"A bunch of parents were in the stands with some (Major League Baseball) scouts at Marietta (a suburb of Atlanta) and they said I hit 93 to 94 (on the scouts Stalker guns)," said Wes, who is currently playing for the Louisiana Knights summer travel team, a team coached by Chris Pool.

Coach Pool talked about Wes' ability on the mound.

"Off the mound, Wes has been steadily improving the past couple of summers," said Pool, who has seen Wes improved his earned run average over the course of the last two summer seasons from 4.37 in 2008 to 0.68 this season. "He's kind of realized that he's got some velocity and he's learning how to attack hitters with his fastball. He's usually 88 to 90 with the ability to rare back and put a little extra (velocity) on it. And when he needs to get a big strikeout he's developed a slider with some pretty good run on it. If he gets ahead in the count he can get a lot of hitters to chase after that."

So far this summer, Wes has appeared in six games for the Knights and has a 4-0 record with 1 save. In 20.2 innings he has allowed just 2 earned runs on 9 hits while walking 11 and striking out 19. Teams are hitting .130 against him.

But Wes is not just a guy with a power arm, he's also a guy who can hit for power and average.

"Offensively, he doesn't just muscle up on balls," said Pool. "He actually has a nice short, compact swing obviously with a lot of power. He also has become much better at laying off tough pitches to hit, especially early in the count. And when a pitcher makes a mistake he's much better at making it hurt."

Wes was a .500+ hitter as a junior in high school and he's continuing that type hitting for the Knights this summer, hitting .485 with 6 home runs and 33 RBI in just 66 at-bats. He has an on-base-percentage of .570 and a slugging percentage of .955 and has been hit by a pitch 7 times. He also made the Junior Sunbelt Classic All-Tournament team after hitting several home runs, including a grand slam against a pitcher who was bringing his fastball to the plate at 93 to 94 miles per hour, and knocking in 20+ RBI in just 9 games.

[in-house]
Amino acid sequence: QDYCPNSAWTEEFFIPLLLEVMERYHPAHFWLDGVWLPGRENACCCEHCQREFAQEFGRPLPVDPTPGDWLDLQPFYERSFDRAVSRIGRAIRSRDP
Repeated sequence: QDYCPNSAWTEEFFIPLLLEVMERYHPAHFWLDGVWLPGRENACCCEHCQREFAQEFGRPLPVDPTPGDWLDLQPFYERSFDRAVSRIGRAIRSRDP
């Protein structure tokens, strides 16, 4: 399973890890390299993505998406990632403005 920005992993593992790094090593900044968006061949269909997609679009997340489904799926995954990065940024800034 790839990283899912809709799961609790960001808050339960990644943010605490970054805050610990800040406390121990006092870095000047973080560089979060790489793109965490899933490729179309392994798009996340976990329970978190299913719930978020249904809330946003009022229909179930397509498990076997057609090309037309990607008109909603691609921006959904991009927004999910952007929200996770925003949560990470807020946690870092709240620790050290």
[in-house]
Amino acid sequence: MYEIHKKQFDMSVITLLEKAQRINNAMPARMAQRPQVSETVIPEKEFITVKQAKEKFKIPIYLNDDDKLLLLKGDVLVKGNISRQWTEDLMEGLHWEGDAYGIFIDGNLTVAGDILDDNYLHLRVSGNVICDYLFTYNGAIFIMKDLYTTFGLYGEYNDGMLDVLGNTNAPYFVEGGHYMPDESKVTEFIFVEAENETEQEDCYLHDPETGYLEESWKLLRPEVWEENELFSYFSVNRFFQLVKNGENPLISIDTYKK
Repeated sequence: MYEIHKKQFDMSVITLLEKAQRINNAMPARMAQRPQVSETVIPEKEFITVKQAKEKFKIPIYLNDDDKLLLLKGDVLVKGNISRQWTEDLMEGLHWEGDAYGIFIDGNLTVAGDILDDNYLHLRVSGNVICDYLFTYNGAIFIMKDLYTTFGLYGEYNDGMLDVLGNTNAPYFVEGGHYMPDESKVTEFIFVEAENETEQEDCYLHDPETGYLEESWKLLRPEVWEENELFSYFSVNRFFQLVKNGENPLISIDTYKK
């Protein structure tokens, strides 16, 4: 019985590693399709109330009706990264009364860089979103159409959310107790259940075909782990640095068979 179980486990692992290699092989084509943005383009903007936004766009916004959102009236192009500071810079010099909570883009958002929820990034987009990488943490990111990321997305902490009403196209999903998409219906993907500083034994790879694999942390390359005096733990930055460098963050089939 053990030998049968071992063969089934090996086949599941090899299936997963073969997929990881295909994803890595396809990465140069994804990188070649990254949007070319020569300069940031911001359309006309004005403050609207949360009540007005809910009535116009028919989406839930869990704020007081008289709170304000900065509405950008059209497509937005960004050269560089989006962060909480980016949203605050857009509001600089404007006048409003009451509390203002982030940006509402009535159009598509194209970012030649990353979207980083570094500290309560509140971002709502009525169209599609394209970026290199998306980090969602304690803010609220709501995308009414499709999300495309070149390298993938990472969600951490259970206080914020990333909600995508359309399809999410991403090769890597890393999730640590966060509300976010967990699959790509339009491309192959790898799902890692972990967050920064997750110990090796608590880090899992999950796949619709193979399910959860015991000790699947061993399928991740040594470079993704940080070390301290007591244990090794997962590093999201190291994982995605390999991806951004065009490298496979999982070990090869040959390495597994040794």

And in about four and a half months Wes will be doing nothing but pitching and hitting. Football will then be a part of his history, not his future.

"I am going to focus on baseball from here on out," said Wes. "I am real excited about focusing just on baseball (in college). I am still going to play (football) my senior year (and) I'm not going to lose a significant amount of weight so that I'm not going to be able to play."

Coach Pool couldn't be more excited to see what kind of progress Wes will make once he concludes his senior season of football and exclusively concentrates on baseball.

"I think now that he has made up his mind and really just wants to focus on the one sport the ceiling for him is pretty high," said Pool. "It will be fun to watch how good he becomes. I'm excited to see what he can do in Starkville in that atmosphere (at Mississippi State)."

And there are 1,000s of Mississippi State baseball fans that may be even more excited.

Gene Swindoll is the publisher of the website, the source for Mississippi State sports on sports network. You can contact him by emailing